There is a large and growing realm of research about race-aware human resource and team building policies. What it is all pointing to is that so-called “colour-blind” policies don’t work.
Take for example the research by Harvard Business School’s Michael I. Norton and his colleagues. They showed that attempting to “overcome prejudice by ignoring race is an ineffective strategy.” They found that in many cases doing this perpetuates bias.
This was also the finding of a project at Columbia University (PDF) as part of an educational policy brief where they found that “efforts to ignore race via ‘colorblind’ or race-neutrality policies” resulted in repeating bias and patterns of discrimination, not remedying them.
Google has been making an effort to be more race aware in order to confront the patterns and hidden cognitive bias at play in their staffing and retention policies. As part of this effort, they track and publish stats about their diversity and, especially, their lack of diversity. To their credit, they continue to tackle these issues in the open and they’re helping others do the same.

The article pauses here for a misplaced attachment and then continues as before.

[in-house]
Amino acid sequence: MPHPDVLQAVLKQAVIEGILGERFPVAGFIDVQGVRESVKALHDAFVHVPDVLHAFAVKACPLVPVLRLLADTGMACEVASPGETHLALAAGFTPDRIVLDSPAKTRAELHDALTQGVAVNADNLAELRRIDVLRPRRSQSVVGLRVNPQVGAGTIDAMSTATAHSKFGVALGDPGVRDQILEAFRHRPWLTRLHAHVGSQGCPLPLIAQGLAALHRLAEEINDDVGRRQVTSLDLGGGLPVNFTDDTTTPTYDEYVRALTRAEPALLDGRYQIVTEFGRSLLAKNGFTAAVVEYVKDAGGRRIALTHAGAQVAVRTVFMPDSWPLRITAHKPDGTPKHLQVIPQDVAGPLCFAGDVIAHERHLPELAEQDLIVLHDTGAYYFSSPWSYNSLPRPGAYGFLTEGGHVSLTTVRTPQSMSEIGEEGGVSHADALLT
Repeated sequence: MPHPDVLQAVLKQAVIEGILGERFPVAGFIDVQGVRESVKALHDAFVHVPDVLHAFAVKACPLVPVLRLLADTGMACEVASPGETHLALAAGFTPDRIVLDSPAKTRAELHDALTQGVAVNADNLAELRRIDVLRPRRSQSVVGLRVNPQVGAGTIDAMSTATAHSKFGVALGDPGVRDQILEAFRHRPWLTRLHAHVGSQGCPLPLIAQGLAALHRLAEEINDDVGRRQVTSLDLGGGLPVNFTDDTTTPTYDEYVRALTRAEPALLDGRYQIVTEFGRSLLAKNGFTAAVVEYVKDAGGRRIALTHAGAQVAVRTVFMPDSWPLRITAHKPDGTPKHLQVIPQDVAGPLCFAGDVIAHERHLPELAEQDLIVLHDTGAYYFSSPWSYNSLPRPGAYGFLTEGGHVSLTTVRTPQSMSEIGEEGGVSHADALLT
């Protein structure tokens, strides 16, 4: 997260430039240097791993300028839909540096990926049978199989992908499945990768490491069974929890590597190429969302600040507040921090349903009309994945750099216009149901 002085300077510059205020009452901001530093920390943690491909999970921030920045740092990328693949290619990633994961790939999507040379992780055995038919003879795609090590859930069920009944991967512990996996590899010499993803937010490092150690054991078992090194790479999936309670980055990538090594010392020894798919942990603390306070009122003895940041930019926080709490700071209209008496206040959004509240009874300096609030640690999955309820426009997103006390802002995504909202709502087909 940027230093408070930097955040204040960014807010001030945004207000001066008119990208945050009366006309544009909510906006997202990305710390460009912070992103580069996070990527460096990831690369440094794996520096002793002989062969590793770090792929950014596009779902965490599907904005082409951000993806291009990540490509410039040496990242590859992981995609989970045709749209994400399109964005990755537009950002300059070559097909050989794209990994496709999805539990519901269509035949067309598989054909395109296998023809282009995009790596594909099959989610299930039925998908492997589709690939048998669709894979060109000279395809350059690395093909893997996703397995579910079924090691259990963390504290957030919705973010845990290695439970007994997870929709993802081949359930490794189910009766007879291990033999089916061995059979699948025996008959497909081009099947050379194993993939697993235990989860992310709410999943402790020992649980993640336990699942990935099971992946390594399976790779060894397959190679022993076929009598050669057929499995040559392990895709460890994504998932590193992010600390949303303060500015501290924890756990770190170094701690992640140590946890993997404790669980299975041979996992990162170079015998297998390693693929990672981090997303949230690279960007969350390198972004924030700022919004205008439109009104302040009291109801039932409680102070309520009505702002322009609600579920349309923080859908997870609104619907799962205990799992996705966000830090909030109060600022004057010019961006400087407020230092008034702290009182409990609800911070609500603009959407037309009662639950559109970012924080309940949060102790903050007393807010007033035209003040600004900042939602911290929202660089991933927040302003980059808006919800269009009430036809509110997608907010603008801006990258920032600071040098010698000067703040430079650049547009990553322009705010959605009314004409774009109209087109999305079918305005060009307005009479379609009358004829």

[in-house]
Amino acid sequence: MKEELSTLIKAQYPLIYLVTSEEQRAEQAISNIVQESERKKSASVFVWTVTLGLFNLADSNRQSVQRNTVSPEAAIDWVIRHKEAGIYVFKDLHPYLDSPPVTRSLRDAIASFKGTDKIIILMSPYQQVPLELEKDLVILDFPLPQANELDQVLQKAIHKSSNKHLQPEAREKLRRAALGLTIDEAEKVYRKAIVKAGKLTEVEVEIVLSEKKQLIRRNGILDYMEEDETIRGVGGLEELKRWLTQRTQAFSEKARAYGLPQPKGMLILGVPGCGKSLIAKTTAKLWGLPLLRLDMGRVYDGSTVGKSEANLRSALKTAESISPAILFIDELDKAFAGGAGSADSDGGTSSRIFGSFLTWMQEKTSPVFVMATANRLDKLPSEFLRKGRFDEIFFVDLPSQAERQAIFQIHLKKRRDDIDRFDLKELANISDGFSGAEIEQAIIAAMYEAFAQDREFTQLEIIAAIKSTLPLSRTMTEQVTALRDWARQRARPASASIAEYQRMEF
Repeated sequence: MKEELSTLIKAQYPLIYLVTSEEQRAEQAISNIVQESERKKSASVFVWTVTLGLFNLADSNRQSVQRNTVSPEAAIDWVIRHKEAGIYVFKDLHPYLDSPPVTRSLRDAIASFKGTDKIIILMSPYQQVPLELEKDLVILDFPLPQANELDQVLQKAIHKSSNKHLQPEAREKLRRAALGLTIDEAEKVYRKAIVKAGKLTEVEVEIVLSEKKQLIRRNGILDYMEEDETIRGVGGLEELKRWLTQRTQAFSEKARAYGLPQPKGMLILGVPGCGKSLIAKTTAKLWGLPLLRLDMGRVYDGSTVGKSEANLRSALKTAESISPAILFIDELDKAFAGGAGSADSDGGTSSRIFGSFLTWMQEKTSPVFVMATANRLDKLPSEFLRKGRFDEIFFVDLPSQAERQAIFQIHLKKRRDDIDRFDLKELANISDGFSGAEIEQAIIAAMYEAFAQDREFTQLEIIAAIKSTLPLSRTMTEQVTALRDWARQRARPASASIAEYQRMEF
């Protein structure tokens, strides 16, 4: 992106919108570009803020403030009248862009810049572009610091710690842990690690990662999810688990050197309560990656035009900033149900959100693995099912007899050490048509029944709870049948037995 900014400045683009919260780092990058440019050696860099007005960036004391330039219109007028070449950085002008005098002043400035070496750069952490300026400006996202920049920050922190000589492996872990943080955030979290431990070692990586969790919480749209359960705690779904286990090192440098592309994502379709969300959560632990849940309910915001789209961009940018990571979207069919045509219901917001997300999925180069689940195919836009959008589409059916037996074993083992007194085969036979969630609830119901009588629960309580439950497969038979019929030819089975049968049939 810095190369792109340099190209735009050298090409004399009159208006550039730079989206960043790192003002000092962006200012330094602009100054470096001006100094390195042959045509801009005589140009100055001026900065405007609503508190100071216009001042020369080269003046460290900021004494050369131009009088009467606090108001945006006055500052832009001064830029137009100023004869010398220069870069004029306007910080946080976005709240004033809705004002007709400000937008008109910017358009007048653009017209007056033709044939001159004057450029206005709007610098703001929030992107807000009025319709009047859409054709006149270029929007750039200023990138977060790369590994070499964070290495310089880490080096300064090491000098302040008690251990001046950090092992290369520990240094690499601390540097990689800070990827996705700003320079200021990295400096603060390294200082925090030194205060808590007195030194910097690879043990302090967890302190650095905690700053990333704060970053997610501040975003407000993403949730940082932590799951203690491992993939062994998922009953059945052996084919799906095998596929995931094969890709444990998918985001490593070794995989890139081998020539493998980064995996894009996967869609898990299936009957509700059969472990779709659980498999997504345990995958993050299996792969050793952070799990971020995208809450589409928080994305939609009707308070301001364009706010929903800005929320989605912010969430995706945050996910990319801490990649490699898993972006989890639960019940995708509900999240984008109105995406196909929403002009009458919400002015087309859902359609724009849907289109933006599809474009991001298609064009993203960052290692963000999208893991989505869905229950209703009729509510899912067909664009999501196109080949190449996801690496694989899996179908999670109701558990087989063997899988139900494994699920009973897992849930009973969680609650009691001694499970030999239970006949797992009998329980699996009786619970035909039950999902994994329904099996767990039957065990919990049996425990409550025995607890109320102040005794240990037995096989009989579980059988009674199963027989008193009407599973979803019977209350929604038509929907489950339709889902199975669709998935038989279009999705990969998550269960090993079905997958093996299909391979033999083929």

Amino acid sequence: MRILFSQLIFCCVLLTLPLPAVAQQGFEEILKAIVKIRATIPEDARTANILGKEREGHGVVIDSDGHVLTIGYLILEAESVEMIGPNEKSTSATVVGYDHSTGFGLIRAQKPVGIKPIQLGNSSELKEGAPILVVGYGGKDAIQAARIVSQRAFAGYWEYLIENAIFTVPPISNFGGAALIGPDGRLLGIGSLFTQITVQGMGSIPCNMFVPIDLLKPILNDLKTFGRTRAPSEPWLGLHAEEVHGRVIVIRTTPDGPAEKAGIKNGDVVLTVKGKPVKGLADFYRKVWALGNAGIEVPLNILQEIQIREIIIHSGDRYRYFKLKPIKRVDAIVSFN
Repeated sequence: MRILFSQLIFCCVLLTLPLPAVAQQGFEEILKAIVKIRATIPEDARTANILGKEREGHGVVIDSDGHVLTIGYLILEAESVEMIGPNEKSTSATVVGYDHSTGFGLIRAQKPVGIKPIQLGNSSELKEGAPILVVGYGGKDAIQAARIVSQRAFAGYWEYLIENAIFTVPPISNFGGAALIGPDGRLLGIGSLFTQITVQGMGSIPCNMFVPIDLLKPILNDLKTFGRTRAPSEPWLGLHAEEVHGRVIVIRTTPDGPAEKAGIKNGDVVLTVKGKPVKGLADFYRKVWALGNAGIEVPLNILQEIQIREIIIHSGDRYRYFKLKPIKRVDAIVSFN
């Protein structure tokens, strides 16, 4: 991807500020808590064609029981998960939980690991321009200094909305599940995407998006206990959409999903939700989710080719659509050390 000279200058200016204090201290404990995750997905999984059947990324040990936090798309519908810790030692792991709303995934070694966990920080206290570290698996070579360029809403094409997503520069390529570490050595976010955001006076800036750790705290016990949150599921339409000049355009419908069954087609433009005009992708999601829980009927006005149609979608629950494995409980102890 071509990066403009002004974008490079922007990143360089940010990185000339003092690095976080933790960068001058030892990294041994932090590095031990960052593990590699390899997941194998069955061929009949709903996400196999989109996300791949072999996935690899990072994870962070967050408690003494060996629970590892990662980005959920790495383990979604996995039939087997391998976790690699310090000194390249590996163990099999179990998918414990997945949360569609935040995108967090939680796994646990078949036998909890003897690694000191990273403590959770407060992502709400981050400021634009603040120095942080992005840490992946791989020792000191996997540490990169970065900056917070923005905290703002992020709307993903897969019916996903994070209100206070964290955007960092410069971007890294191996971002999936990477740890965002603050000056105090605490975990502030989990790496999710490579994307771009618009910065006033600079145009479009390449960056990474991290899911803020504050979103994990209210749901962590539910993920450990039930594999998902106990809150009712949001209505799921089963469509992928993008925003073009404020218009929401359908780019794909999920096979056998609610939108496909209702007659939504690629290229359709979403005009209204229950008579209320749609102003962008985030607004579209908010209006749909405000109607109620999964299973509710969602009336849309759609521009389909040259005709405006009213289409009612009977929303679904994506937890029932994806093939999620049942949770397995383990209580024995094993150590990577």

The emotional intelligence competencies that these initiatives all have in common include reality testing, social responsibility and optimism. Reality testing and social responsibility are perhaps more evident than the optimism – but you can’t read the research without getting a sense for their commitment and optimism for doing things differently; for making things better.
This optimism is also evident in a TED Talk by Mellody Hobson, where she argues that open talk about race is good for business as well as society. Her contagious optimism is grounded in that she is “ruthlessly realistic.” She has to be.